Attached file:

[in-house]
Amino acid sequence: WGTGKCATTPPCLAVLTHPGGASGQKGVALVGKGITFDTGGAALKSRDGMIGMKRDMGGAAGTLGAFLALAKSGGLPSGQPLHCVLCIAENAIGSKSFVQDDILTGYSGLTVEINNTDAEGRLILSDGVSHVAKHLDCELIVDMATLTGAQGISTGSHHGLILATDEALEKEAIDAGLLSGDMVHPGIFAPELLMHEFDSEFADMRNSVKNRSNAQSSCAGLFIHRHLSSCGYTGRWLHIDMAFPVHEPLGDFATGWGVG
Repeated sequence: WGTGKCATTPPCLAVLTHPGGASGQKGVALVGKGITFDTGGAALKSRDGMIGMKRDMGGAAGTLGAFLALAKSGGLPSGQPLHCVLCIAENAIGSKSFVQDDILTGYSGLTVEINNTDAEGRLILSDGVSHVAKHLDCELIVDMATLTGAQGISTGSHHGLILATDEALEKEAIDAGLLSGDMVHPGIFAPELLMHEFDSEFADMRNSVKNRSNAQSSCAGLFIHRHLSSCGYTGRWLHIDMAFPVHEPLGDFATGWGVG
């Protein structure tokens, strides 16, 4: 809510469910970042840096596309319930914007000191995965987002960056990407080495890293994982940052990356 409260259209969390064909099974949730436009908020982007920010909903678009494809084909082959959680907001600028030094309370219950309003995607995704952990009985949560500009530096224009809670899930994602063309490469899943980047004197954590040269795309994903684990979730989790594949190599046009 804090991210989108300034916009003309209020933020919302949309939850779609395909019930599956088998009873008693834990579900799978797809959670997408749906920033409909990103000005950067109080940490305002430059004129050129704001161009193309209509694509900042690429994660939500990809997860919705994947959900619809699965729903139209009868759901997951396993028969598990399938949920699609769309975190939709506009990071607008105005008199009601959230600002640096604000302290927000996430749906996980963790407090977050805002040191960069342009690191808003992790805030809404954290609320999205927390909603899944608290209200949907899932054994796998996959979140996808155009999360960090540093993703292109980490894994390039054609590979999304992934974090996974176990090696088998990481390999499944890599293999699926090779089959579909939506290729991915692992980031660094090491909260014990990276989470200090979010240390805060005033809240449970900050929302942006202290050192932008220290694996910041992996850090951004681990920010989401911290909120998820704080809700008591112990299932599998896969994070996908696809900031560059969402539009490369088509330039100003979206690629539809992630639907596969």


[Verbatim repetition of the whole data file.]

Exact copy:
[in-house]
Amino acid sequence: WGTGKCATTPPCLAVLTHPGGASGQKGVALVGKGITFDTGGAALKSRDGMIGMKRDMGGAAGTLGAFLALAKSGGLPSGQPLHCVLCIAENAIGSKSFVQDDILTGYSGLTVEINNTDAEGRLILSDGVSHVAKHLDCELIVDMATLTGAQGISTGSHHGLILATDEALEKEAIDAGLLSGDMVHPGIFAPELLMHEFDSEFADMRNSVKNRSNAQSSCAGLFIHRHLSSCGYTGRWLHIDMAFPVHEPLGDFATGWGVG
Repeated sequence: WGTGKCATTPPCLAVLTHPGGASGQKGVALVGKGITFDTGGAALKSRDGMIGMKRDMGGAAGTLGAFLALAKSGGLPSGQPLHCVLCIAENAIGSKSFVQDDILTGYSGLTVEINNTDAEGRLILSDGVSHVAKHLDCELIVDMATLTGAQGISTGSHHGLILATDEALEKEAIDAGLLSGDMVHPGIFAPELLMHEFDSEFADMRNSVKNRSNAQSSCAGLFIHRHLSSCGYTGRWLHIDMAFPVHEPLGDFATGWGVG
């Protein structure tokens, strides 16, 4: 809510469910970042840096596309319930914007000191995965987002960056990407080495890293994982940052990356 409260259209969390064909099974949730436009908020982007920010909903678009494809084909082959959680907001600028030094309370219950309003995607995704952990009985949560500009530096224009809670899930994602063309490469899943980047004197954590040269795309994903684990979730989790594949190599046009 804090991210989108300034916009003309209020933020919302949309939850779609395909019930599956088998009873008693834990579900799978797809959670997408749906920033409909990103000005950067109080940490305002430059004129050129704001161009193309209509694509900042690429994660939500990809997860919705994947959900619809699965729903139209009868759901997951396993028969598990399938949920699609769309975190939709506009990071607008105005008199009601959230600002640096604000302290927000996430749906996980963790407090977050805002040191960069342009690191808003992790805030809404954290609320999205927390909603899944608290209200949907899932054994796998996959979140996808155009999360960090540093993703292109980490894994390039054609590979999304992934974090996974176990090696088998990481390999499944890599293999699926090779089959579909939506290729991915692992980031660094090491909260014990990276989470200090979010240390805060005033809240449970900050929302942006202290050192932008220290694996910041992996850090951004681990920010989401911290909120998820704080809700008591112990299932599998896969994070996908696809900031560059969402539009490369088509330039100003979206690629539809992630639907596969």